The problem When I boot Ubuntu 11.10, the boot process hangs, before even getting to the login screen of the display manager, with the message

Could not write bytes: broken pipes

at the top of the screen, followed by some lines of text (where one yellow star left of "PulseAudio" is - don't know if this is important...), the last being

* Stopping System V runlevel compatability                                          [Ok] 

After that I can only press Ctrl+Alt+Del to reboot.

The cause The problem occured after I did an update on feb., the 18th. In the process of the update a window popped up in which I had to choose the default display manager. Being in a hurry, I just clicked "ok" (gdm was the default selection in that window). Afterwards I found out that Ubuntu 11.10 us es lightdm so I figured, that maybe this was the cause of my problem. Before this update everything worked fine.

{What I tried so far to do to fix it [skip this, if its too long] I logged in as root in recovery mode and tried to reinstall lightdm. Using the apt-get command I get error that spans over 3 lines of text, the first of which is

Not using locking for read only lock file /var/lib/dpkg/lock;

but I don't know of any process that is using apt-get, that is preventing it from being run.

After that I used dpkg-reconfigure lightdm and selected lightdm as the default display manager. This exited with the line

mv: cannot move 'etc/X11/default-display-manager' to '/etc/X11/default-display-manager.pdkg-tmp': Read-only file system".

When I then booted in normal mode it still hung, but the message Could not write bytes: broken pipes was gone, there were just two lines of text, the first said something about the battery state and the last was identical to the one above ("* Stopping System V[...]"). I played around a little bit by also trying dpkg-reconfigure gdm and choosing gdm instead of lightdm, but none of that helped. The system still hangs, just with different lines of text showing up, but "* Stopping System V[...]" is always the last one. }

Other info This may be or not be relevant: I use multiple operating systems (the other ones work) and the kernel I use is 3.0.0-15-generic-pae.

Please help, I invested so much time in setting my Ubuntu system up, I don't want to do it all over again.

1 Answer 1


Actually, what's going on is when you go into recovery your disks are mounted as read-only. I just did this and for some reason the Mount Disk option didn't work, so I just hit the 'root' option and used:

mount -o remount,rw,errors=remount-ro /

This makes your drive writable. Once you do that you should be able to do your dkpkg-reconfigure lightdm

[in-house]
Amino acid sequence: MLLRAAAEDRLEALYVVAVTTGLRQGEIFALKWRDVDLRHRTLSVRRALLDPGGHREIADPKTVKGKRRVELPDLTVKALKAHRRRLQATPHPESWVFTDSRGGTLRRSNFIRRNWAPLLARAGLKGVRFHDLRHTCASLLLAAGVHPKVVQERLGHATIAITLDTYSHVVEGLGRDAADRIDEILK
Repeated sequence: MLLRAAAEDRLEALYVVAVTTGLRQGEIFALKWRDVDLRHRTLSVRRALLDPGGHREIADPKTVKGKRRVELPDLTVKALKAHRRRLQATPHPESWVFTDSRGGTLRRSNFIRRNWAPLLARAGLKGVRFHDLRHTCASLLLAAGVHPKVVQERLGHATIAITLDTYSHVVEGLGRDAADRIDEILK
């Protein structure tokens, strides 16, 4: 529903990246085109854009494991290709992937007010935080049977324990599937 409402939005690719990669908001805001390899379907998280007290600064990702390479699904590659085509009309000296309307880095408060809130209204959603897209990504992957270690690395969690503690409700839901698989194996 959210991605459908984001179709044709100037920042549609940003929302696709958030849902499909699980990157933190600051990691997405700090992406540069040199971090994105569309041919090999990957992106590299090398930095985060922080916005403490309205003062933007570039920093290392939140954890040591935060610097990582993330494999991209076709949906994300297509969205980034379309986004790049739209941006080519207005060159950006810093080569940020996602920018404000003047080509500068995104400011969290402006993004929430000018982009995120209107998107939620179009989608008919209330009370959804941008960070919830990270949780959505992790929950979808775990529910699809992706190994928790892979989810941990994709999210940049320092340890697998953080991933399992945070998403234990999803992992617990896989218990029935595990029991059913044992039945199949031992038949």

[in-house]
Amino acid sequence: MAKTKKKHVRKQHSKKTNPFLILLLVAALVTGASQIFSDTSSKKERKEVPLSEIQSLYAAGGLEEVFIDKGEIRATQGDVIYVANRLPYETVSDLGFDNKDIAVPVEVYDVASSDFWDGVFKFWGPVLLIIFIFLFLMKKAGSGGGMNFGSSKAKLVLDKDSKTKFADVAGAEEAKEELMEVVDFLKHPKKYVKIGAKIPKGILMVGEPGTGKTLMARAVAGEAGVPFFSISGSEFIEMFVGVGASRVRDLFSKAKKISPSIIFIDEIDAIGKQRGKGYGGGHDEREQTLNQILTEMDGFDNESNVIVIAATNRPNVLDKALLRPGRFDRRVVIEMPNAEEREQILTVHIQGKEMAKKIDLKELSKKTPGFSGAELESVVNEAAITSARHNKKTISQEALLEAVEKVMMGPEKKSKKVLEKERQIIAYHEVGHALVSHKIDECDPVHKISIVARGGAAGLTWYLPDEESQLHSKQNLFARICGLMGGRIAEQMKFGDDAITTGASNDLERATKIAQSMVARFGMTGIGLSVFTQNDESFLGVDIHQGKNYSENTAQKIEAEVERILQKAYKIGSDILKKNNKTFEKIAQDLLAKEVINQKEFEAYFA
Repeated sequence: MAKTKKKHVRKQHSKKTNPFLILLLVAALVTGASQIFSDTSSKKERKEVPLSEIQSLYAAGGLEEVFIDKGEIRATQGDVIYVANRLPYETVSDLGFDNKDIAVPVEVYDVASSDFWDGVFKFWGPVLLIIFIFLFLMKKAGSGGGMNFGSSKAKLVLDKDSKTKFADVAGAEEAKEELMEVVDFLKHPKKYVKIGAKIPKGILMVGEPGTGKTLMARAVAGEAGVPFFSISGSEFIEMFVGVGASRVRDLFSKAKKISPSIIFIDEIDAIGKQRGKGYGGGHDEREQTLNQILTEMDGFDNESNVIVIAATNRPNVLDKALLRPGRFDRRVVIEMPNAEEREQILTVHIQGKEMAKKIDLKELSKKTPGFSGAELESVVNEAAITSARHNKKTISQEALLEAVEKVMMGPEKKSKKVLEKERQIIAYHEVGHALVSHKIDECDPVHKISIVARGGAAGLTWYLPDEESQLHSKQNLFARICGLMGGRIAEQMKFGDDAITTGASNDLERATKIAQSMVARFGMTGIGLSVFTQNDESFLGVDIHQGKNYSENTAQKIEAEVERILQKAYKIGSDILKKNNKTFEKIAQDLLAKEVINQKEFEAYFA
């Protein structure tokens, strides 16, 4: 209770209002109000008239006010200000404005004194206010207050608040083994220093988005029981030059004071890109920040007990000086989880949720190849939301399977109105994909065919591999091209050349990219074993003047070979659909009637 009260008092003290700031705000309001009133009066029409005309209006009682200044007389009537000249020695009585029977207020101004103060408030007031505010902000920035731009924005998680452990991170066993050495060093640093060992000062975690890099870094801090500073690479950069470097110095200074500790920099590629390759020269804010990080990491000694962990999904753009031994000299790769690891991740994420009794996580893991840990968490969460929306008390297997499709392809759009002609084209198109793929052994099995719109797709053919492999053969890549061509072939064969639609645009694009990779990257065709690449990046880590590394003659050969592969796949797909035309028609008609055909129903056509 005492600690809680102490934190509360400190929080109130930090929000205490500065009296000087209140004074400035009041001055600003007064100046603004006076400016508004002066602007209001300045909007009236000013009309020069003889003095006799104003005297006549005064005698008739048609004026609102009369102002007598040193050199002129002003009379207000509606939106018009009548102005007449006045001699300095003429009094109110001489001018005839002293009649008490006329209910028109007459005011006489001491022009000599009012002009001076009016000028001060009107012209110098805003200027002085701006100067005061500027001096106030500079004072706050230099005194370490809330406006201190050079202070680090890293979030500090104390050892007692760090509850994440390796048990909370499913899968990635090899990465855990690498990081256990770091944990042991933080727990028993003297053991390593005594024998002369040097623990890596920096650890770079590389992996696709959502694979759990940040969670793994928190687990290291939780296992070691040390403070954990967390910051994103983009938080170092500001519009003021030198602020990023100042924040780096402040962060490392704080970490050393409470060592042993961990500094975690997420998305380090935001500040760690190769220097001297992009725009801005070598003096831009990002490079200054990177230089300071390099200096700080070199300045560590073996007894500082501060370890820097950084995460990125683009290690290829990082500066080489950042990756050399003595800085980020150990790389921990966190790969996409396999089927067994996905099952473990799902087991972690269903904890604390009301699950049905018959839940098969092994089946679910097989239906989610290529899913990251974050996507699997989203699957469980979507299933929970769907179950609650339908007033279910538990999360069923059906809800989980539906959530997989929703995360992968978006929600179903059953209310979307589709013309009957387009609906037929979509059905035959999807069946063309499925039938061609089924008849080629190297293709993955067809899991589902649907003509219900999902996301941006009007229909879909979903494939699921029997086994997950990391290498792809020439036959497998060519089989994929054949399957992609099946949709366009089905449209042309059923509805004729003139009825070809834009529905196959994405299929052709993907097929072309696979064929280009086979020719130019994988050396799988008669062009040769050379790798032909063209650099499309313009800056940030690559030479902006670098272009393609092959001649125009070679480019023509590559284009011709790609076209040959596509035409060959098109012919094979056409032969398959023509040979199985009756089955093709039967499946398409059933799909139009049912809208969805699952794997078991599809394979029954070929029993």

If it still says "read-only filesystem" then do the opposite and start a disk check:

mount -o remount,ro /
rootpartition=$(cat /etc/fstab | grep -E "# / was on .*installation" | awk '{print $5}')
e2fsck $rootpartition

If you can't remember that big long rootpartition= string, you can also get the device by going to /dev/disk/by-uuid use the file that is a big 36-character string (it should be the only one if you don't have any other Ext partitions). So, it would look something like this (using my UUID): fsck /dev/disk/by-uuid/062b52ee-5df4-4ad2-829e-0734f822748c

If any errors are found, be sure to restart!

In fact, I had this exact same problem when trying to nuke Unity and uninstalling unity-greeter (even though lightdm was still installed). I think it removed /etc/lightdm/unity-greeter.conf but left /etc/lightdm/lightdm.conf (which has a reference to unity-greeter.conf) unchanged. That makes sense why it wouldn't boot, though I didn't think to look and just re-installed unity-greeter once I worked my way past the read-only issue I was having.

Anyway, give it a shot!

  • Hey, thanks a million times, doing in root first mount -o remount,rw,errors=remount-ro / and then dkpk-reconfigure lightdm worked! (Wish I could upvote, but I have to few reps) Do you have any idea though, why it now takes well over 30 seconds until ubuntu gets from the login to desktop, whereas earlier it took at most 7 ?
    – l7ll7
    Feb 20, 2012 at 14:27
  • 1
    Probably because ureadahead was re-profiling. Anytime you modify a package involved in the start-up ureadahead (the boot caching program) has to re-make its database. Subsequent restarts should be well improved.
    – Chuck R
    Feb 20, 2012 at 15:16

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